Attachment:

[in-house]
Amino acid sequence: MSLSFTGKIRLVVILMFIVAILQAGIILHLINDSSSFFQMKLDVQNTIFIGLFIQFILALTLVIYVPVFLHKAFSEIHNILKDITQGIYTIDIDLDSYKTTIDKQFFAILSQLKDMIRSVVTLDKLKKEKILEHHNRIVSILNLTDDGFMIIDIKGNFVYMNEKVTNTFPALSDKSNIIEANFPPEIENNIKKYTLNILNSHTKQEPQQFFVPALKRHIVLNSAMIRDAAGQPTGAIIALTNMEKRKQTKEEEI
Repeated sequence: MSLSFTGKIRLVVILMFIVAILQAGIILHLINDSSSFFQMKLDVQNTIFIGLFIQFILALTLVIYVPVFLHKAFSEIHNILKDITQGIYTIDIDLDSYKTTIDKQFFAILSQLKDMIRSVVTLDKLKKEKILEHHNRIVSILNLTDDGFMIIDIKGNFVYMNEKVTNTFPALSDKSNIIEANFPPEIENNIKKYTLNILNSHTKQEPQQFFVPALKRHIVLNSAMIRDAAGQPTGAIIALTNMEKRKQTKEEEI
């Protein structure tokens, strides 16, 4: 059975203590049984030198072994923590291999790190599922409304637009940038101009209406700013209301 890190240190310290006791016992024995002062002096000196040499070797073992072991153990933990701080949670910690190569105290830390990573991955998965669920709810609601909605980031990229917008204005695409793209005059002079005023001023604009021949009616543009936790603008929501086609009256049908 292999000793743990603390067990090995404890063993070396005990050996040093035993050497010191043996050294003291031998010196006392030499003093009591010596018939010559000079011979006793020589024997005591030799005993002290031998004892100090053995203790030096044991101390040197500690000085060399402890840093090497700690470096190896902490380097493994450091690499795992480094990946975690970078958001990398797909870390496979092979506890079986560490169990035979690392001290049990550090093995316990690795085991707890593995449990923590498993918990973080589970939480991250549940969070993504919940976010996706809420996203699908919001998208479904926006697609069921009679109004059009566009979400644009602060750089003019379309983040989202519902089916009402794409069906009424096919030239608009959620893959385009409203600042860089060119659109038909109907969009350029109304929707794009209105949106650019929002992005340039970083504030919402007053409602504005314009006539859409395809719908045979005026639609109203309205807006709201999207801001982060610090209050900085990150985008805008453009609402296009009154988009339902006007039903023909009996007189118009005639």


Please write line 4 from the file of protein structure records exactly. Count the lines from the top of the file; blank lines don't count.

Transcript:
């Protein structure tokens, strides 16, 4: 059975203590049984030198072994923590291999790190599922409304637009940038101009209406700013209301 890190240190310290006791016992024995002062002096000196040499070797073992072991153990933990701080949670910690190569105290830390990573991955998965669920709810609601909605980031990229917008204005695409793209005059002079005023001023604009021949009616543009936790603008929501086609009256049908 292999000793743990603390067990090995404890063993070396005990050996040093035993050497010191043996050294003291031998010196006392030499003093009591010596018939010559000079011979006793020589024997005591030799005993002290031998004892100090053995203790030096044991101390040197500690000085060399402890840093090497700690470096190896902490380097493994450091690499795992480094990946975690970078958001990398797909870390496979092979506890079986560490169990035979690392001290049990550090093995316990690795085991707890593995449990923590498993918990973080589970939480991250549940969070993504919940976010996706809420996203699908919001998208479904926006697609069921009679109004059009566009979400644009602060750089003019379309983040989202519902089916009402794409069906009424096919030239608009959620893959385009409203600042860089060119659109038909109907969009350029109304929707794009209105949106650019929002992005340039970083504030919402007053409602504005314009006539859409395809719908045979005026639609109203309205807006709201999207801001982060610090209050900085990150985008805008453009609402296009009154988009339902006007039903023909009996007189118009005639």